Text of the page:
Mr. Summers is an important component of the lottery and represents a progressive mind. He is a man without children even though he is married and fact that this information about him is made known may suggest that the village prefers the traditional family setup with a father mother and children. That notwithstanding, Mr. Summers wants the old black box replaced with a new one. However, the villagers do not like his ideas because they did not like to upset the tradition that the old black box represents. On the other hand, he manages to convince the villagers to embrace the use of paper in place of wood chips, which were no longer efficient with the growing population, as they could not fit in the black box. More, importantly he brings about a change in the lottery but continues to perpetuate its existence.
Mr. Graves supports the lottery and has authority being the village postmaster. He commissions Mr. Summers to conduct the ritual and brings a stool on which the old black box will be mounted. His name may also suggest that the lottery is not about the celebration at all because the ‘winner’ eventually heads to a grave after the stoning. He is a quiet character and recedes to the background once he brings in the stool only to appear at the end of the story. He opens the paper from Dave Hutchinson’s hand. He is a strong proponent of the lottery.
Mr. and Mrs. Adam question the ritual killing. They say that other villages have already abandoned the tradition. They think their village could also follow suit and abandon this ritualistic killing of a villager annually. They are willing to question a tradition that has been held for a long time. However, the Old man Warner warns Mrs. Adams of the consequences of failing to fulfill the ritual, as they would have to go back to eating acorns and chickweed. These two characters have realized that the lottery is merely the killing of villagers in cold blood just because everyone supports the tradition. This is an outdated practice and these two show that there is hope that the ritual will one day stop when more villagers join their bandwagon and demand for the demolition of this violent ritual.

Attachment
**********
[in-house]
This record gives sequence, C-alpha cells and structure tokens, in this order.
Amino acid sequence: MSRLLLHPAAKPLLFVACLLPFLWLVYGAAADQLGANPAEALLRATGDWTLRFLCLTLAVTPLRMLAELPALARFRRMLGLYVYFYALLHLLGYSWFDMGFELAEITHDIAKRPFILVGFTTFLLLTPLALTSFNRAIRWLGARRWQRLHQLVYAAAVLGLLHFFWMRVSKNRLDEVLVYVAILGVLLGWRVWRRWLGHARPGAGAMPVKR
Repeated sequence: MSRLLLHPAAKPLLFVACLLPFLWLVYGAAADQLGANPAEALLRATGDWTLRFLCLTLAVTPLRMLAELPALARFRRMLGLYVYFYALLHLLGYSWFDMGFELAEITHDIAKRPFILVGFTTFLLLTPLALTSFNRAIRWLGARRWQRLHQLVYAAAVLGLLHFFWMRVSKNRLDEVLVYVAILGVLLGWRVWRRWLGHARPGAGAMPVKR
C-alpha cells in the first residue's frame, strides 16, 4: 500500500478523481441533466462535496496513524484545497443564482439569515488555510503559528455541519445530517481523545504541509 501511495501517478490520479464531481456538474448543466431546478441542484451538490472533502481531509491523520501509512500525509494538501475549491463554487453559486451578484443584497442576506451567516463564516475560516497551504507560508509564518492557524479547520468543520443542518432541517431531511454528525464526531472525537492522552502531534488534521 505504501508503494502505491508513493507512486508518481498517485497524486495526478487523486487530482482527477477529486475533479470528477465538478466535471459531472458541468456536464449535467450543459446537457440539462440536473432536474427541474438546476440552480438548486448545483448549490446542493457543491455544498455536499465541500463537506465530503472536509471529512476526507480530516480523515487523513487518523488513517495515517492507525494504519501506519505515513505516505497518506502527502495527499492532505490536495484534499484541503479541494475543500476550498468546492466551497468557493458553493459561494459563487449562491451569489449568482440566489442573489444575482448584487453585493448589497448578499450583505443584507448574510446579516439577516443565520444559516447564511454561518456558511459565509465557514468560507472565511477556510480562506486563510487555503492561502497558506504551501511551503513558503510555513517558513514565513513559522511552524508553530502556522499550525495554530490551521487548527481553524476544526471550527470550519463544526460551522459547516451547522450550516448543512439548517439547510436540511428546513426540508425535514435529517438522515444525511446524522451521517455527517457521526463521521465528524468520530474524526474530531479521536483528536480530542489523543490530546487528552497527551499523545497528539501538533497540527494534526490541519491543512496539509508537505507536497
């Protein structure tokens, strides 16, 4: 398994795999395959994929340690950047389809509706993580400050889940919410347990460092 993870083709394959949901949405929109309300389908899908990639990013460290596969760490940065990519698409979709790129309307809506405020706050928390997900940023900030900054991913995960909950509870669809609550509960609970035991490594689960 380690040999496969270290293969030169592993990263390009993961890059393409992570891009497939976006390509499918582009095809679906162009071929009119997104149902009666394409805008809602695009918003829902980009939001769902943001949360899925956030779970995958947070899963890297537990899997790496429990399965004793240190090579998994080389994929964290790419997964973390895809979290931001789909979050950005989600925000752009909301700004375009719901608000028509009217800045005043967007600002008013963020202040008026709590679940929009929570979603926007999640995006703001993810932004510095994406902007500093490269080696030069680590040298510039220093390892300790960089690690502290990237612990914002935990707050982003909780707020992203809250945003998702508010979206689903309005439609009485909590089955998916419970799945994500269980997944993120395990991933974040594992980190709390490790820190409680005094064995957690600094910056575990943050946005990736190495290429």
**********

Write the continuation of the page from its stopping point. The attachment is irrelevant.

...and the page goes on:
Tess Hutchinson is a character who also seems not to give a lot of attention to the lottery. On this particular day, she had forgotten what day it was and thus came to the lottery late in her apron as she had just finished doing her dishes. Everyone murmurs when she arrives but she is told she is in time. She urges her husband to go on and pick the lottery and unfortunately, he picks the ‘winning paper strip’ with a black post. She starts to protest and says that Bill was not given enough time to pick the lottery he wanted. She protests that the lottery was unfair and begs for her life to be spared. She wants to trade places with her child or son-in-law but the villagers cannot understand her rebellion against the tradition. Her husband tells her to shut up and her friend Mrs. Delacroix tells her everyone got a fair chance at the lottery. Mrs. Delacroix is ready to kill her and get on with the tradition, which is greater than friendship. She is expected to accept the outcome of the lottery quietly, but her protests show us that winners are not always martyrs ready to die for the sake of the village but frightened individuals who die unwillingly at the hands of a bloodthirsty community.